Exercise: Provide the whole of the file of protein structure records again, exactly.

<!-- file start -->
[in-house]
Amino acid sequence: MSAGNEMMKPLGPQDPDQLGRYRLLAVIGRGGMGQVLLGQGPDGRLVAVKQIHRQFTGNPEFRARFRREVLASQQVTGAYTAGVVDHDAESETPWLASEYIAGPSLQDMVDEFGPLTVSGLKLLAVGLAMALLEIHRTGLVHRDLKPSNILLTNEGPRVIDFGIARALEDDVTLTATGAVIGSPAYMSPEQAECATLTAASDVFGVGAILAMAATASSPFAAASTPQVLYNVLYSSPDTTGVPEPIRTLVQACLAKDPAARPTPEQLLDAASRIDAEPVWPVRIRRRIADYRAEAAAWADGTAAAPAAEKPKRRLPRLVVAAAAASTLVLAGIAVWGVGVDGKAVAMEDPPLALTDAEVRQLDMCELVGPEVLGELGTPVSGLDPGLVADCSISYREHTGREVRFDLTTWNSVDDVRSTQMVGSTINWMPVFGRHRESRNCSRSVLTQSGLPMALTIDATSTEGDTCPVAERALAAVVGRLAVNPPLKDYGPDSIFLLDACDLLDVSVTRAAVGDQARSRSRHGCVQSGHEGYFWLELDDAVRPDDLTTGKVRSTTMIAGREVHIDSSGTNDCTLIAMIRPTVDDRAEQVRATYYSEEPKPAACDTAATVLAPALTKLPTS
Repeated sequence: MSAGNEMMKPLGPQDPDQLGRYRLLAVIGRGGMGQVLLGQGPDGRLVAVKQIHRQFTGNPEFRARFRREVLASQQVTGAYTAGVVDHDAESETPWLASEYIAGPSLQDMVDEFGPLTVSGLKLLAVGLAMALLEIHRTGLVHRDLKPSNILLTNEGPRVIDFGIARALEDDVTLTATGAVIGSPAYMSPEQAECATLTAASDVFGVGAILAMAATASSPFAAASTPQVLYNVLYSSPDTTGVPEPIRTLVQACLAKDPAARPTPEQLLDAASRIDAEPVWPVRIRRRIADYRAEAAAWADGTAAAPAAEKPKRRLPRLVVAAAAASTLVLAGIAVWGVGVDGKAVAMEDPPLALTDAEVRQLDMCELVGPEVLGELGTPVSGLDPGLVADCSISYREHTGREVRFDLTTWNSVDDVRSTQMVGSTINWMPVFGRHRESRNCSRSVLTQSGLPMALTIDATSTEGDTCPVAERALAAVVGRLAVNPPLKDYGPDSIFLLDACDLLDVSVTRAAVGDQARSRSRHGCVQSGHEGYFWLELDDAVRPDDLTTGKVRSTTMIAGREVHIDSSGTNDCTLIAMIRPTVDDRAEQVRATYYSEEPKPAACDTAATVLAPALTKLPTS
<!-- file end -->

[in-house]
Amino acid sequence: MSAGNEMMKPLGPQDPDQLGRYRLLAVIGRGGMGQVLLGQGPDGRLVAVKQIHRQFTGNPEFRARFRREVLASQQVTGAYTAGVVDHDAESETPWLASEYIAGPSLQDMVDEFGPLTVSGLKLLAVGLAMALLEIHRTGLVHRDLKPSNILLTNEGPRVIDFGIARALEDDVTLTATGAVIGSPAYMSPEQAECATLTAASDVFGVGAILAMAATASSPFAAASTPQVLYNVLYSSPDTTGVPEPIRTLVQACLAKDPAARPTPEQLLDAASRIDAEPVWPVRIRRRIADYRAEAAAWADGTAAAPAAEKPKRRLPRLVVAAAAASTLVLAGIAVWGVGVDGKAVAMEDPPLALTDAEVRQLDMCELVGPEVLGELGTPVSGLDPGLVADCSISYREHTGREVRFDLTTWNSVDDVRSTQMVGSTINWMPVFGRHRESRNCSRSVLTQSGLPMALTIDATSTEGDTCPVAERALAAVVGRLAVNPPLKDYGPDSIFLLDACDLLDVSVTRAAVGDQARSRSRHGCVQSGHEGYFWLELDDAVRPDDLTTGKVRSTTMIAGREVHIDSSGTNDCTLIAMIRPTVDDRAEQVRATYYSEEPKPAACDTAATVLAPALTKLPTS
Repeated sequence: MSAGNEMMKPLGPQDPDQLGRYRLLAVIGRGGMGQVLLGQGPDGRLVAVKQIHRQFTGNPEFRARFRREVLASQQVTGAYTAGVVDHDAESETPWLASEYIAGPSLQDMVDEFGPLTVSGLKLLAVGLAMALLEIHRTGLVHRDLKPSNILLTNEGPRVIDFGIARALEDDVTLTATGAVIGSPAYMSPEQAECATLTAASDVFGVGAILAMAATASSPFAAASTPQVLYNVLYSSPDTTGVPEPIRTLVQACLAKDPAARPTPEQLLDAASRIDAEPVWPVRIRRRIADYRAEAAAWADGTAAAPAAEKPKRRLPRLVVAAAAASTLVLAGIAVWGVGVDGKAVAMEDPPLALTDAEVRQLDMCELVGPEVLGELGTPVSGLDPGLVADCSISYREHTGREVRFDLTTWNSVDDVRSTQMVGSTINWMPVFGRHRESRNCSRSVLTQSGLPMALTIDATSTEGDTCPVAERALAAVVGRLAVNPPLKDYGPDSIFLLDACDLLDVSVTRAAVGDQARSRSRHGCVQSGHEGYFWLELDDAVRPDDLTTGKVRSTTMIAGREVHIDSSGTNDCTLIAMIRPTVDDRAEQVRATYYSEEPKPAACDTAATVLAPALTKLPTS